Q: My sister has cashed out her 401(k) and wants to give it to me as a gift. How will this affect us tax-wise? The amount is about $14,000. —Beverly, Benton, Ark.
A: Lucky for you, there will be no tax ramifications to you for accepting the gift. But your sister will have to square up with the IRS.
Because your sister cashed out her 401(k), she will owe income taxes on the total amount withdrawn, says St. Petersburg, Fla. financial planner Helen Huntley. If she was younger than 59½ when she pulled the money out, she will also be hit with an additional 10% early withdrawal penalty.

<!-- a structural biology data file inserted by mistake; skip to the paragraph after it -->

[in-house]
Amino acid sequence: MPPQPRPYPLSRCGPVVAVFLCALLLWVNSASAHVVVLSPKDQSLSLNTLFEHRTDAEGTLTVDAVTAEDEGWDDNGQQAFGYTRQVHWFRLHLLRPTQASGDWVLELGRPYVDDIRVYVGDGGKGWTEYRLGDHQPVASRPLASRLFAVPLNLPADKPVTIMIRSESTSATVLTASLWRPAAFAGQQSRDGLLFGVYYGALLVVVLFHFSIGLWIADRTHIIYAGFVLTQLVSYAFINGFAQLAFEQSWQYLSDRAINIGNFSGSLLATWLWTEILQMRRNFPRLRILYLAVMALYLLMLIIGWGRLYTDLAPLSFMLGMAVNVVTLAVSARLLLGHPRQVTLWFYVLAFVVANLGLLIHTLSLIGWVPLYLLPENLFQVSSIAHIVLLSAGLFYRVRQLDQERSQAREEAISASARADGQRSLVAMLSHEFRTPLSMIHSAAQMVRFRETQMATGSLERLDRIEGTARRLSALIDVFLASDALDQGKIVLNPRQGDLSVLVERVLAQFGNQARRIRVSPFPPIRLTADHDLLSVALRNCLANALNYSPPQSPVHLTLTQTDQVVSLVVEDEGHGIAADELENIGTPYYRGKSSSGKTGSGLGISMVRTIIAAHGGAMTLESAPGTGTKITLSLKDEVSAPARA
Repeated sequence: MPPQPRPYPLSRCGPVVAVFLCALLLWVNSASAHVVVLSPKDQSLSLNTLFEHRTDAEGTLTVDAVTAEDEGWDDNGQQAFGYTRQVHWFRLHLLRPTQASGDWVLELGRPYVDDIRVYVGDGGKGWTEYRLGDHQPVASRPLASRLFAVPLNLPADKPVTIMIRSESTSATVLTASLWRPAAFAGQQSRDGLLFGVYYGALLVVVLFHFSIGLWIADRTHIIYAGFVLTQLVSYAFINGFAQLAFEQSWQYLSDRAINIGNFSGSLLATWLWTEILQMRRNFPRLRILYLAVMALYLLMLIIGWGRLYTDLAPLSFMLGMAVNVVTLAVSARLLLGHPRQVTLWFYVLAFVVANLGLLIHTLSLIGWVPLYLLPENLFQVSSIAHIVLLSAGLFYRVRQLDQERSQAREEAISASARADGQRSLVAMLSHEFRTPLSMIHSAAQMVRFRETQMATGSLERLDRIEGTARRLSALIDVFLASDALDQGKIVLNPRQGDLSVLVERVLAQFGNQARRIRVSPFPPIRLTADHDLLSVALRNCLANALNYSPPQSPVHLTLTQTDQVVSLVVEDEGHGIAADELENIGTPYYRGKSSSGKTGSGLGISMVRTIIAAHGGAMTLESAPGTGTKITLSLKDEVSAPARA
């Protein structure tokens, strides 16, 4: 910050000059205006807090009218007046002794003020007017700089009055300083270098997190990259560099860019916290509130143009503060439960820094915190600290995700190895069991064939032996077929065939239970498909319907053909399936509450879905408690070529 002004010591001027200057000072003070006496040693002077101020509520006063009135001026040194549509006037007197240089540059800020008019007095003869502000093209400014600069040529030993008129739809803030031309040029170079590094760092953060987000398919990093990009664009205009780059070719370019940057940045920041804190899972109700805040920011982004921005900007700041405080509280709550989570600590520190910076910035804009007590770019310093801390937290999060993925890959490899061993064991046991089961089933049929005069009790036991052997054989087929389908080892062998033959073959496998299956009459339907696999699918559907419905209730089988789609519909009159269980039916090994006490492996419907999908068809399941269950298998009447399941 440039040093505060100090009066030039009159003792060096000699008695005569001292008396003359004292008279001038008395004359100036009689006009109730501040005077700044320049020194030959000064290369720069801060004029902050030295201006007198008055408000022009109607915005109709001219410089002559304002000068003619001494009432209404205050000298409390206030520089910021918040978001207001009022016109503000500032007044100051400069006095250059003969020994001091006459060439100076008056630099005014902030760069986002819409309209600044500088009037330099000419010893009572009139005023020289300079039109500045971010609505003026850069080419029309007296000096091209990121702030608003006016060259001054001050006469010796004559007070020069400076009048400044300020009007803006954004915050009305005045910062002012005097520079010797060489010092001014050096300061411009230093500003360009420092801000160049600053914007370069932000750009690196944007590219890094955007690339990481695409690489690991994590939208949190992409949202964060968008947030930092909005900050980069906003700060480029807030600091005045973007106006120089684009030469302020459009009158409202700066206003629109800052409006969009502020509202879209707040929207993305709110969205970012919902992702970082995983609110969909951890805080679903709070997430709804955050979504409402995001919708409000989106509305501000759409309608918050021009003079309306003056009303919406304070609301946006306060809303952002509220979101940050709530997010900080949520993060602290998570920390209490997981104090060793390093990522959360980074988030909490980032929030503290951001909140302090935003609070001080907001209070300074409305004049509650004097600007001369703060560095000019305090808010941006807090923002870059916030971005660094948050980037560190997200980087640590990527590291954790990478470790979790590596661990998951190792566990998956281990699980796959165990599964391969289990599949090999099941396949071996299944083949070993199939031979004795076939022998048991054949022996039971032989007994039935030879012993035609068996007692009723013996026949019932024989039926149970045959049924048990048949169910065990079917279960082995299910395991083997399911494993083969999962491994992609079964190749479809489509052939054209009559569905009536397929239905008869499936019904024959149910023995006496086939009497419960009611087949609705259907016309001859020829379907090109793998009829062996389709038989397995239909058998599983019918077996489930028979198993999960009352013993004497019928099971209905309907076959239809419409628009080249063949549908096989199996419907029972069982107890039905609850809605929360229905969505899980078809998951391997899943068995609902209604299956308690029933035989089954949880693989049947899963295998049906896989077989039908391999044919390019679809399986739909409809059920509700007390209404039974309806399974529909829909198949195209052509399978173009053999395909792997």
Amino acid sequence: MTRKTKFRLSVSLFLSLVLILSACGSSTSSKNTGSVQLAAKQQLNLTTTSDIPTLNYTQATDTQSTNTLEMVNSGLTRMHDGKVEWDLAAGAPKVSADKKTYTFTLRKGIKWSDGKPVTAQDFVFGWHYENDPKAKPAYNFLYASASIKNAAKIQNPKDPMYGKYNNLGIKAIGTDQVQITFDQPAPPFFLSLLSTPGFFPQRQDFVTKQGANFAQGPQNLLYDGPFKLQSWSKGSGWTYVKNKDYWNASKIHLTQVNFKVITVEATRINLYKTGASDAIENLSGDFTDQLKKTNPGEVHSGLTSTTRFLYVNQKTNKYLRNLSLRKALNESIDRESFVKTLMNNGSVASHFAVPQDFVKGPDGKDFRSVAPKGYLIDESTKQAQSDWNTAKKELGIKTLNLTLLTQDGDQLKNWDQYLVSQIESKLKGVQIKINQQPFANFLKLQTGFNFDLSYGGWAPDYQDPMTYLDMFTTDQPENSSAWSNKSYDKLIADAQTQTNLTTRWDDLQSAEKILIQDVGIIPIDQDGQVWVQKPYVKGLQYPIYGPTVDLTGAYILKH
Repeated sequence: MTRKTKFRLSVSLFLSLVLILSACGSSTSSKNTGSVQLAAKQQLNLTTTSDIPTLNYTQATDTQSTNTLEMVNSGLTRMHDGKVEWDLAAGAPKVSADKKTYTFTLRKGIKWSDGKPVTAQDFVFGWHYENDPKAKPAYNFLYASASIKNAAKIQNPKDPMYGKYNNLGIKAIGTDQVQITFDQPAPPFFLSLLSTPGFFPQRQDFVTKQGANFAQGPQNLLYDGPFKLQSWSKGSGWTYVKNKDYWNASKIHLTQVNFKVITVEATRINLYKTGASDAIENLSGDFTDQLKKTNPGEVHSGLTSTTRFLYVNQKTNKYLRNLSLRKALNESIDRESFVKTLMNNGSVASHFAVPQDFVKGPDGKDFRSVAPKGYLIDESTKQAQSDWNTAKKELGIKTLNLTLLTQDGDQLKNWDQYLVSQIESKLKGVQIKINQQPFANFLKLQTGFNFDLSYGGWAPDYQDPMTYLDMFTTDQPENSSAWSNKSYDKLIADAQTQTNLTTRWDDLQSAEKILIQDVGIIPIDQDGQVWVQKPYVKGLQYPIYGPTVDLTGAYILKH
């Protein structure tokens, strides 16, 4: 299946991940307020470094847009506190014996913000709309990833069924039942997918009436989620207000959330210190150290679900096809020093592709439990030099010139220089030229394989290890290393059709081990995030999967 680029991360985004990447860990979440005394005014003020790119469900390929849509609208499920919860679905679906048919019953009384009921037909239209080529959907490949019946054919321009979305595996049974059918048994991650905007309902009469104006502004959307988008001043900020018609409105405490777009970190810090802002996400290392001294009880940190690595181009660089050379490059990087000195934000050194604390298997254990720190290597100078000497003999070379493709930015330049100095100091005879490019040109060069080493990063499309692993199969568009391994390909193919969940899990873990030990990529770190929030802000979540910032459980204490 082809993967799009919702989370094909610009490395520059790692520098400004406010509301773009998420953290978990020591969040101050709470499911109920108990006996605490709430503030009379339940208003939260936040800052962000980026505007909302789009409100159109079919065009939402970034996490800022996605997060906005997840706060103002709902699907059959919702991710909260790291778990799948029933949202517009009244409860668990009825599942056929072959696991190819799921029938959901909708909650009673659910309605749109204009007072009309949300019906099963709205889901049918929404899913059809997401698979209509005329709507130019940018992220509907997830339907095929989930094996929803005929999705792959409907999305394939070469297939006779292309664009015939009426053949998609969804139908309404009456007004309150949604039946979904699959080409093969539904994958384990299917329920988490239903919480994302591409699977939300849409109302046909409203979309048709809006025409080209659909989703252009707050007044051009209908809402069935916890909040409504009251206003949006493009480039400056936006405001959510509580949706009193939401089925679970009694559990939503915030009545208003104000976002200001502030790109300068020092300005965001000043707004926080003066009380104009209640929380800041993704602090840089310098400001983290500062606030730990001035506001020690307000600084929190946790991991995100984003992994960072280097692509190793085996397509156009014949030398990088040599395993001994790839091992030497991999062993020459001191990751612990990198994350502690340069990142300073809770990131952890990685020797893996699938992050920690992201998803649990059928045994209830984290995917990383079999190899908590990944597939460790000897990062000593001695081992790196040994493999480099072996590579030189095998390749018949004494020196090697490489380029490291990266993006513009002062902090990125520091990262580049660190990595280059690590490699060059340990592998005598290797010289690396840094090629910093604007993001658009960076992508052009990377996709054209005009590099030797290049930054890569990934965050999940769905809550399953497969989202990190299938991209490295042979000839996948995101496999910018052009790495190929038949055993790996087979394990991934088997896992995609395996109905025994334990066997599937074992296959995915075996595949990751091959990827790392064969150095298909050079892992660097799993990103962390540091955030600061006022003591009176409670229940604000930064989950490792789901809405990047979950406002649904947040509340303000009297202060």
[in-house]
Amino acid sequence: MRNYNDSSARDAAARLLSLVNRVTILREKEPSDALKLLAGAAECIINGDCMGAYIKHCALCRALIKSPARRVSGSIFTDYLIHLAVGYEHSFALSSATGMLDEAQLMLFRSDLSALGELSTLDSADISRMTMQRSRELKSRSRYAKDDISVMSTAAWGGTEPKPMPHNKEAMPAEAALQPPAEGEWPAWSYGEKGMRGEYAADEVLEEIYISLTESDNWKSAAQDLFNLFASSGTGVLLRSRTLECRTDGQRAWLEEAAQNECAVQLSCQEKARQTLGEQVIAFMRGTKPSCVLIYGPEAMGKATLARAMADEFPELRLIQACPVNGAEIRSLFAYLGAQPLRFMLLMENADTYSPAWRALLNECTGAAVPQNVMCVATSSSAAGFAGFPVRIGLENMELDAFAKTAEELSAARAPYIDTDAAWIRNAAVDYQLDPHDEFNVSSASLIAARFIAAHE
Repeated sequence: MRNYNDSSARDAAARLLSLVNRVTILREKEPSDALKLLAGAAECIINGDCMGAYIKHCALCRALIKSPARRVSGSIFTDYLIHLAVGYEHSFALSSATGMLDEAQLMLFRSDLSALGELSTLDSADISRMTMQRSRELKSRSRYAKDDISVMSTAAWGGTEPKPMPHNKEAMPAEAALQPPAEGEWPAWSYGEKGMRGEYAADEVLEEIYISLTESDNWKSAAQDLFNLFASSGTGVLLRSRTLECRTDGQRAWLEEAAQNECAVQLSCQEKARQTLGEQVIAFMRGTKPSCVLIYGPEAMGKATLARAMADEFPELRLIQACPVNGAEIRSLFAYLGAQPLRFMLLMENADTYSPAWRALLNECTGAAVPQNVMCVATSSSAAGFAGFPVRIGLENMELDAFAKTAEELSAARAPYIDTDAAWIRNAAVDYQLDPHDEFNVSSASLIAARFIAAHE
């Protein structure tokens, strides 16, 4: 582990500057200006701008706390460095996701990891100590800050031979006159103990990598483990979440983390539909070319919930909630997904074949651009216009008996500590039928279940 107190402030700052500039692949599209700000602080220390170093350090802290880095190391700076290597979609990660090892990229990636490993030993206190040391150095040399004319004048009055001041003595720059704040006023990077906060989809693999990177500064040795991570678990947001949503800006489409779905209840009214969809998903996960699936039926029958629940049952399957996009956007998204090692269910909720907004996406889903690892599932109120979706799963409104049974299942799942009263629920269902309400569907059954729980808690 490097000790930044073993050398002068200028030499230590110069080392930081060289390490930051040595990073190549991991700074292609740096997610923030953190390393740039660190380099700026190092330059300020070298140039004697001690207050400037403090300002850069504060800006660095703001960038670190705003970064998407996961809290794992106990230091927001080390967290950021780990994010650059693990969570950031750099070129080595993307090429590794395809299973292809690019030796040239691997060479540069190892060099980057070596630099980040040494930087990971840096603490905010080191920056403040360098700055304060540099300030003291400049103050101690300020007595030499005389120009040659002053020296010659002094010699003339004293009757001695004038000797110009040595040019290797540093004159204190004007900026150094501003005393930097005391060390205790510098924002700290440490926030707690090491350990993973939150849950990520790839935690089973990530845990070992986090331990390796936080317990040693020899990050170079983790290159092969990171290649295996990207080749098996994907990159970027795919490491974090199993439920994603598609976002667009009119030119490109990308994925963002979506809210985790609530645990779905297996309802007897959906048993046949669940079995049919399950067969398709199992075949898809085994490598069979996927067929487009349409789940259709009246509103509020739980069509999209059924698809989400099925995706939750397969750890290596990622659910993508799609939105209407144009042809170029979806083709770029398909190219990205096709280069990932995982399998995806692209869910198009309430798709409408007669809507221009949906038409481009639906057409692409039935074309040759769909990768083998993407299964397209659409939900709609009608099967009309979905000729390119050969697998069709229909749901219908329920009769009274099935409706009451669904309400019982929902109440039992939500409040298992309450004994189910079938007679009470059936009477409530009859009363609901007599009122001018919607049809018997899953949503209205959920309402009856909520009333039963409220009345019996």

Keep in mind that while your sister probably won't owe gift tax—$5.34 million in property can be transferred tax-free over one's lifetime—she may need to inform the IRS. Each year, you're allowed to give up to the annual gift tax exclusion limit (this year $14,000 per person, though a married couple can double that) without reporting the transfer of funds to the IRS. Above that, the gift giver will need to file a form 709, and the gift will be subtracted from their total lifetime gift and estate tax exclusion.